Approximately 19.9 million students enrolled in an American college in 2018. At the developing ages of 17-18, students are asked to commit to a four-year path and oftentimes a debt that haunts their lives for years afterwards. A college decision plays a crucial role in one’s career path and financial health. Accordingly, it should be addressed as a strategic investment. In some cases debt is inevitable. However, one can maximize their investment by choosing a school with a balance of competitive tuition pricing and opportunity proposition. For varying cases this could depend on location, program prestige, notable affiliated organizations, strong athletic programs, prominent extracurriculars, need-blind status – the list goes on.
During my college search I toured 14 Universities, and subscribed to countless databases for access to exclusive statistics. I quickly realized that every school had qualities just as valuable as the next, so I had to reflect on what was important in my life. Not which University was the best on paper, but what did I need? Within the same month that I received a large acceptance envelope from my dream school, I committed to a different University that I had never toured, never heard of before, and was over 5000 miles away from home.
I currently attend University of Greenwich in London, UK, and I love it! Here are the top three personal goals and factors that brought me to that decision.
1. Education: I wanted to become an expert in my field. In the UK and most of Europe, college applications require a commitment to a specific major/minor. Accordingly, all of one’s classes are directly related to that declared area of study.
2. Cost: Given the burden of taking on debt so early on in life, I made an obscure goal to graduate debt free. Excluding Gen-Eds from the program means that most undergraduate degrees only takes 3 years in the UK. The price tag combined with the asset of time meant that I could complete my undergraduate degree at about 45% of the cost of in-state, and 20% of out of state tuition.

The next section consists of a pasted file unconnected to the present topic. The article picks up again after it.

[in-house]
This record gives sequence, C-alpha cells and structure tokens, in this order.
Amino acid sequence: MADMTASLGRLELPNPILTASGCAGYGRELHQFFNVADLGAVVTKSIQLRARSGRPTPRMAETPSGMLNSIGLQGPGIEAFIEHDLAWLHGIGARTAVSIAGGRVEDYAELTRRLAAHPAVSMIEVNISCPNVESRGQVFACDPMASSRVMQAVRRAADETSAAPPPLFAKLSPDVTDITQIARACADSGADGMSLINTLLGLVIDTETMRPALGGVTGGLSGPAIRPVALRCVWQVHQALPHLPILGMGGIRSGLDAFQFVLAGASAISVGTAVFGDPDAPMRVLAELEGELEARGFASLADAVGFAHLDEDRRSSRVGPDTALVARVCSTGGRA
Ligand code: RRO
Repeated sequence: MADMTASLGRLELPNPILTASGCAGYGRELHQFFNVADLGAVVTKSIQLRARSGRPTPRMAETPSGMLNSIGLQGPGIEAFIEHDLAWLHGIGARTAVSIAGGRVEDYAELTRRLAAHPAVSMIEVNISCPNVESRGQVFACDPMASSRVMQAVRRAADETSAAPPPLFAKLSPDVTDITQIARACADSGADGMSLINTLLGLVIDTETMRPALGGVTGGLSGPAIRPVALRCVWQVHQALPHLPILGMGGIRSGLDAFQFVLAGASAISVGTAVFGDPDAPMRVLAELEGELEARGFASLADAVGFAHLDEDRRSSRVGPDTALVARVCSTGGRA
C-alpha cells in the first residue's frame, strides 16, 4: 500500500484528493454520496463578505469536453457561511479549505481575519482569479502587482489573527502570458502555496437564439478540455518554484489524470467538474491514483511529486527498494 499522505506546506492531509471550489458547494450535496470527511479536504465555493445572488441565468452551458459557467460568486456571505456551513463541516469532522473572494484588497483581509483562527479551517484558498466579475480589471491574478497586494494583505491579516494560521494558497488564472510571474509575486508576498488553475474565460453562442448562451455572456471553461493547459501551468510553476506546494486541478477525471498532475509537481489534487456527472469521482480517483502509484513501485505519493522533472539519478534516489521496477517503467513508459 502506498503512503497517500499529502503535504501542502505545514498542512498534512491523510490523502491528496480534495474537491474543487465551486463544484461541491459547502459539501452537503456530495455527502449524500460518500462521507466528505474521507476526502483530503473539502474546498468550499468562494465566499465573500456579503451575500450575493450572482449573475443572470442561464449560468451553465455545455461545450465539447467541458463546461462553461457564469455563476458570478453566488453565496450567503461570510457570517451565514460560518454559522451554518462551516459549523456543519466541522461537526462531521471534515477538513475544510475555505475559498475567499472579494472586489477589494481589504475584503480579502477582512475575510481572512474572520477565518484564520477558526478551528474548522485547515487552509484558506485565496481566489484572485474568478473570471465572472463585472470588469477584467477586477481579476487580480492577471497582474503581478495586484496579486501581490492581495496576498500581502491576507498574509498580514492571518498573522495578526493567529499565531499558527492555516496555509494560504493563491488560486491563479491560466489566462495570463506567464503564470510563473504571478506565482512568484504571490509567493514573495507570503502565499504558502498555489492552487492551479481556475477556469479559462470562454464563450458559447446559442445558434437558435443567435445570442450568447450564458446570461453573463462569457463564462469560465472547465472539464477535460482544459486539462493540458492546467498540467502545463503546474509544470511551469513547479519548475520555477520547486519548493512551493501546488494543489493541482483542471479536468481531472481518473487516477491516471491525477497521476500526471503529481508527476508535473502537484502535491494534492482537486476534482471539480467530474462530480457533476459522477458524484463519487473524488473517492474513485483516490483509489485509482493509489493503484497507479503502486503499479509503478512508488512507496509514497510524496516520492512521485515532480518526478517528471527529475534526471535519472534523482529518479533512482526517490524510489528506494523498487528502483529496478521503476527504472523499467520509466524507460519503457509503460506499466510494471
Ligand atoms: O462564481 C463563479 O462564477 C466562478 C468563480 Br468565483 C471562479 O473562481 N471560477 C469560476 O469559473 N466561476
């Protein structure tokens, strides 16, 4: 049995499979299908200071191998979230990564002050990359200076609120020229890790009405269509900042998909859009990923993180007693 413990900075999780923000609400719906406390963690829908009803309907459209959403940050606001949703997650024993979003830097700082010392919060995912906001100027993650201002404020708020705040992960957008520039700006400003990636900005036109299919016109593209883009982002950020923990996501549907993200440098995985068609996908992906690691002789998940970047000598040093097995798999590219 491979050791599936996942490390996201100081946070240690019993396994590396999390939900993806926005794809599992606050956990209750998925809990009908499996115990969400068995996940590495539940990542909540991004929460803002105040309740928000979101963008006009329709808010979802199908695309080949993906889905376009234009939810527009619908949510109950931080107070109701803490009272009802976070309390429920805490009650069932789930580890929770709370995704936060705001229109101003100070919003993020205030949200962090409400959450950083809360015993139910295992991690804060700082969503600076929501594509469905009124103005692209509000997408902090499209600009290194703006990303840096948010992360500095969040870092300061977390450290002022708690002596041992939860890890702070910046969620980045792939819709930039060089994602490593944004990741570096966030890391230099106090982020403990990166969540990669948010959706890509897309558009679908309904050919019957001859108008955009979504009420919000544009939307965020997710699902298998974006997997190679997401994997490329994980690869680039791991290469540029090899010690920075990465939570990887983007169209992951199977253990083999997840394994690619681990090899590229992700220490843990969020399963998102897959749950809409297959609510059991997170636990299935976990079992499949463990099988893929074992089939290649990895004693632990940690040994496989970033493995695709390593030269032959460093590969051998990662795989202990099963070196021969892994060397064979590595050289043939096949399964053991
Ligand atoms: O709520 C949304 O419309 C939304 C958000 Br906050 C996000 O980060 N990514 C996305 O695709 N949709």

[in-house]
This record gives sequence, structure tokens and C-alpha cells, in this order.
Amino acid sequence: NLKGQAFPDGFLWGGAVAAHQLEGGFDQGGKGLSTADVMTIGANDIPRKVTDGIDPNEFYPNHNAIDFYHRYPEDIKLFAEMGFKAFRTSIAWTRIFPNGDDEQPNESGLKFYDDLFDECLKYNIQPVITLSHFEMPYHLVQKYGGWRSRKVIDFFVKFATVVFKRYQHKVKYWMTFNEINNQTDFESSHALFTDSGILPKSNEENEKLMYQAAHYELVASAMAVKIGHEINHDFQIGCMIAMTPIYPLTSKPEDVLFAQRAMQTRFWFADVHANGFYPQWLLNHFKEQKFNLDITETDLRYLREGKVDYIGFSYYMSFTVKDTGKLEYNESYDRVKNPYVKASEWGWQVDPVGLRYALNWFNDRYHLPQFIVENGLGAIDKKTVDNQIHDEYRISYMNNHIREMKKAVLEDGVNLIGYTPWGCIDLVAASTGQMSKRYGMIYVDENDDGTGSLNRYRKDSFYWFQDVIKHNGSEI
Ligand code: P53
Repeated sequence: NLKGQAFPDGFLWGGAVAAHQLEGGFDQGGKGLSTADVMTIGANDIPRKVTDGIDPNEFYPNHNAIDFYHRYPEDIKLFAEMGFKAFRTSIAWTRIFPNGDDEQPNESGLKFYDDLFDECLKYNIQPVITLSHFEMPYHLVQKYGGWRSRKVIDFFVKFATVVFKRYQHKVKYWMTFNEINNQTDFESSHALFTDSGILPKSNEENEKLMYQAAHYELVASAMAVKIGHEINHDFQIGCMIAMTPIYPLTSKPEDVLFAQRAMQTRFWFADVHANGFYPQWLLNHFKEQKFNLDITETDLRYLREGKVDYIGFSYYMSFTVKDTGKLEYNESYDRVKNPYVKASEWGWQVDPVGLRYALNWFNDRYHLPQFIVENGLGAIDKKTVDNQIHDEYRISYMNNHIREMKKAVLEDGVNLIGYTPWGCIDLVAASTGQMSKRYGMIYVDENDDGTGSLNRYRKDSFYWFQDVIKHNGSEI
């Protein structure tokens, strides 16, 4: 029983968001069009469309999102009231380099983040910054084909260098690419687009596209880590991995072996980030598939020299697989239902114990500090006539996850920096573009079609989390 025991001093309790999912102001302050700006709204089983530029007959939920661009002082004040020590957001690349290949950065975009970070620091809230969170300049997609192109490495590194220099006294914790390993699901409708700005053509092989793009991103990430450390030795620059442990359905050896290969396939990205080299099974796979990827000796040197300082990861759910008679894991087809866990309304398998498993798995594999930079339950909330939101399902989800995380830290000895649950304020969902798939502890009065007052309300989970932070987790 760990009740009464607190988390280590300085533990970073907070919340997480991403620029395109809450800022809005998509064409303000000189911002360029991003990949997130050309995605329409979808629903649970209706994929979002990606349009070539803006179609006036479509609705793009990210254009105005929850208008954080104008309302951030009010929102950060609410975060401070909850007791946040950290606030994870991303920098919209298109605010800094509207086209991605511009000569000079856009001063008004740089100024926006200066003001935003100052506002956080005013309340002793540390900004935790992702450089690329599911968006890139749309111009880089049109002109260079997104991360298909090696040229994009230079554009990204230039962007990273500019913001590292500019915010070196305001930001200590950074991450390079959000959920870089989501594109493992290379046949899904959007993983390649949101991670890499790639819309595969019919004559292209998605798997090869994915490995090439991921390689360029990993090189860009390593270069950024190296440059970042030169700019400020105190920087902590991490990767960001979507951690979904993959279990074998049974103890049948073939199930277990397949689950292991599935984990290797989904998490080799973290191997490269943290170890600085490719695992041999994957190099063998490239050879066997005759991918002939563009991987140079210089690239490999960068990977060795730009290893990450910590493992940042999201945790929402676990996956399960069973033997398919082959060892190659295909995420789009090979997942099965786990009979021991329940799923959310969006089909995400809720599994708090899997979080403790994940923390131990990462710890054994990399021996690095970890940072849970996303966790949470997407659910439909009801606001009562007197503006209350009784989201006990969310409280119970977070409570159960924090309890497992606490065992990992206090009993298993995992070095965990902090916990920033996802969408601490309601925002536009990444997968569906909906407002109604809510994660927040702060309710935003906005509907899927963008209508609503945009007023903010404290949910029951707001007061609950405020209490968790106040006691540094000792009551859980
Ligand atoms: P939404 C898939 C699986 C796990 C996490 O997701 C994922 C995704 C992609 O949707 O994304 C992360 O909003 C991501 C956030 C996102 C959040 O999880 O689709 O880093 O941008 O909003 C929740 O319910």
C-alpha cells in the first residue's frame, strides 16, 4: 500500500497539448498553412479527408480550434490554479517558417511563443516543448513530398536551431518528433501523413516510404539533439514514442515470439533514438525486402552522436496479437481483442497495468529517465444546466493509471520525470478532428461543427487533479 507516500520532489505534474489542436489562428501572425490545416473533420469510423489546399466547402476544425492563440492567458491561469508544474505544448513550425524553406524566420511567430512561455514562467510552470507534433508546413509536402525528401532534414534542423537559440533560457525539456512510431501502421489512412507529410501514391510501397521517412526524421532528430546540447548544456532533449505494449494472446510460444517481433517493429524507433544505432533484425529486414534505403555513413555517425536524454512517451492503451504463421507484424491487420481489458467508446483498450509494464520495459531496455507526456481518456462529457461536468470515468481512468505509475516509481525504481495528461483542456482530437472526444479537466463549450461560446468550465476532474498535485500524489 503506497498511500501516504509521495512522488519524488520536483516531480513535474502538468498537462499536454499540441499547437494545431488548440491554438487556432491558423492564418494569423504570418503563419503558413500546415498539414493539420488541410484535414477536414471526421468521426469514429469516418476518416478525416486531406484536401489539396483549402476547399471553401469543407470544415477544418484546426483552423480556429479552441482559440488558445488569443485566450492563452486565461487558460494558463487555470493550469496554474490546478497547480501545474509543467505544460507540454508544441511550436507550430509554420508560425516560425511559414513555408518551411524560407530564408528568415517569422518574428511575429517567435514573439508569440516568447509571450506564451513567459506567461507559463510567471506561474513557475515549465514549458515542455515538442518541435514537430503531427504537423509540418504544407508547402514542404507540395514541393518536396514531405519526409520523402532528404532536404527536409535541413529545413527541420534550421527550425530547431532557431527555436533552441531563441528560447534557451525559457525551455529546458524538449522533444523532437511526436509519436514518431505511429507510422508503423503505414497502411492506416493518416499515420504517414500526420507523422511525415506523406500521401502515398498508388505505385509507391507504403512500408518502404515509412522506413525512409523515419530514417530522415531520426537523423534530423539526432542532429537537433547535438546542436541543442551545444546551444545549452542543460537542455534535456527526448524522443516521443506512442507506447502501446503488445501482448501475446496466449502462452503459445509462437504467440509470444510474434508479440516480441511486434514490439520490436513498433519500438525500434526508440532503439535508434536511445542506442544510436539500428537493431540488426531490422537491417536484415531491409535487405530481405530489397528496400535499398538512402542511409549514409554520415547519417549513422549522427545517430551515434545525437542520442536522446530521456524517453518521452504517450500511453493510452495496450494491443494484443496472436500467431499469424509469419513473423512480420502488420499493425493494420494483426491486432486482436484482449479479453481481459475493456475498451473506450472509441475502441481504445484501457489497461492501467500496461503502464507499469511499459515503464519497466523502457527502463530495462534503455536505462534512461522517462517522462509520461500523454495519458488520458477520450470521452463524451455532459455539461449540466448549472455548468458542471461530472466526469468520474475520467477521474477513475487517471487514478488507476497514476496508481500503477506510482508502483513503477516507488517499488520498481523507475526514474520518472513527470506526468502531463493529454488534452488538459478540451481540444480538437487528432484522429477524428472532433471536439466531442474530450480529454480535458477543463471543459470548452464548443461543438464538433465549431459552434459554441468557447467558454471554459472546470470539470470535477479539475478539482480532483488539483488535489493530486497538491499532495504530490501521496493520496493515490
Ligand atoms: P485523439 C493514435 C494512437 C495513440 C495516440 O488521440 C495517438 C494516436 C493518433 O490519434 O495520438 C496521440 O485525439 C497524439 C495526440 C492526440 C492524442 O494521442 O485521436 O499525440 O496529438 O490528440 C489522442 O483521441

3. Opportunity: Being a Marketing Management Major and Spanish Minor I knew my degree was dynamic enough to be employable in most markets. However, I strongly believe University is an excellent opportunity to begin something new and exciting. I wanted to try my hand at being in a bigger, faster, more competitive market – like London!
I made a blind bet on a path that was based on my personal needs. Amidst the chaos of sales pitches from schools, endless stats, and outside opinions, it can be hard to reflect on the real reasons for pursuing an undergraduate degree. In addition to this academic journey that I am so excited to further, living in London has its perks. Intra-Euro travel escapades are financially accessible, football matches are lively, and after a long day there’s nothing like sharing a pint with mates in a corner pub. Bottom line, the decision for higher education should be career focused while being financially strategic – and if one does it right they can walk away with some incredible experiences too.
TCI Intern, Specializing in Marketing for 3rd Decade